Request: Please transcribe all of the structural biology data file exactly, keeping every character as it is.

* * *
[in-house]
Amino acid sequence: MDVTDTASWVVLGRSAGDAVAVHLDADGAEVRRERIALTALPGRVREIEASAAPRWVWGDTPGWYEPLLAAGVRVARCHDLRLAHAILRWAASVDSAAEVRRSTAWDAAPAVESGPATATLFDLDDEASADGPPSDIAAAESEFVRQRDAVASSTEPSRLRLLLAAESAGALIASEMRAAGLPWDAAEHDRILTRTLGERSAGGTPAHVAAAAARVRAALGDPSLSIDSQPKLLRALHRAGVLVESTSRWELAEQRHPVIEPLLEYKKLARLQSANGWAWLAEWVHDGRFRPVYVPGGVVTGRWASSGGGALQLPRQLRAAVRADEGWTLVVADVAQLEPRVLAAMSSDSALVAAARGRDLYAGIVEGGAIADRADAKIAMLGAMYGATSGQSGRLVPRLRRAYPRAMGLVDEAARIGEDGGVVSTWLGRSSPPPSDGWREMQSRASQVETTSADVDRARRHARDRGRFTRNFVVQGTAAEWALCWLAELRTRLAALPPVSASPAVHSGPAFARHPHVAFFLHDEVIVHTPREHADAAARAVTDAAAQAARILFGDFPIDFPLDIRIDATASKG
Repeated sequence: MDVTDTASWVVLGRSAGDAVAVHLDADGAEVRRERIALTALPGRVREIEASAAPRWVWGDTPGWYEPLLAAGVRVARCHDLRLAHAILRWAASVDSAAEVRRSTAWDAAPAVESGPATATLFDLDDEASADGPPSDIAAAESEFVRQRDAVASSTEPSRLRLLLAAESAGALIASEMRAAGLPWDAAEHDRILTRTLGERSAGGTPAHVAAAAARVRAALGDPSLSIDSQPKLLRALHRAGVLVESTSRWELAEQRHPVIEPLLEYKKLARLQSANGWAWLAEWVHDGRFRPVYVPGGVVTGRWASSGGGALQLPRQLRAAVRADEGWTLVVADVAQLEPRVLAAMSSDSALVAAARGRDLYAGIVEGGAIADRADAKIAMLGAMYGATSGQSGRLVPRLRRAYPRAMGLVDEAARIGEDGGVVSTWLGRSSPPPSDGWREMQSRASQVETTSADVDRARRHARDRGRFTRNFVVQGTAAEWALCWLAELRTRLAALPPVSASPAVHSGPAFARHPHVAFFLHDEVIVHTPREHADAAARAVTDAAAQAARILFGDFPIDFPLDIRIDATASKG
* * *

[in-house]
Amino acid sequence: MDVTDTASWVVLGRSAGDAVAVHLDADGAEVRRERIALTALPGRVREIEASAAPRWVWGDTPGWYEPLLAAGVRVARCHDLRLAHAILRWAASVDSAAEVRRSTAWDAAPAVESGPATATLFDLDDEASADGPPSDIAAAESEFVRQRDAVASSTEPSRLRLLLAAESAGALIASEMRAAGLPWDAAEHDRILTRTLGERSAGGTPAHVAAAAARVRAALGDPSLSIDSQPKLLRALHRAGVLVESTSRWELAEQRHPVIEPLLEYKKLARLQSANGWAWLAEWVHDGRFRPVYVPGGVVTGRWASSGGGALQLPRQLRAAVRADEGWTLVVADVAQLEPRVLAAMSSDSALVAAARGRDLYAGIVEGGAIADRADAKIAMLGAMYGATSGQSGRLVPRLRRAYPRAMGLVDEAARIGEDGGVVSTWLGRSSPPPSDGWREMQSRASQVETTSADVDRARRHARDRGRFTRNFVVQGTAAEWALCWLAELRTRLAALPPVSASPAVHSGPAFARHPHVAFFLHDEVIVHTPREHADAAARAVTDAAAQAARILFGDFPIDFPLDIRIDATASKG
Repeated sequence: MDVTDTASWVVLGRSAGDAVAVHLDADGAEVRRERIALTALPGRVREIEASAAPRWVWGDTPGWYEPLLAAGVRVARCHDLRLAHAILRWAASVDSAAEVRRSTAWDAAPAVESGPATATLFDLDDEASADGPPSDIAAAESEFVRQRDAVASSTEPSRLRLLLAAESAGALIASEMRAAGLPWDAAEHDRILTRTLGERSAGGTPAHVAAAAARVRAALGDPSLSIDSQPKLLRALHRAGVLVESTSRWELAEQRHPVIEPLLEYKKLARLQSANGWAWLAEWVHDGRFRPVYVPGGVVTGRWASSGGGALQLPRQLRAAVRADEGWTLVVADVAQLEPRVLAAMSSDSALVAAARGRDLYAGIVEGGAIADRADAKIAMLGAMYGATSGQSGRLVPRLRRAYPRAMGLVDEAARIGEDGGVVSTWLGRSSPPPSDGWREMQSRASQVETTSADVDRARRHARDRGRFTRNFVVQGTAAEWALCWLAELRTRLAALPPVSASPAVHSGPAFARHPHVAFFLHDEVIVHTPREHADAAARAVTDAAAQAARILFGDFPIDFPLDIRIDATASKG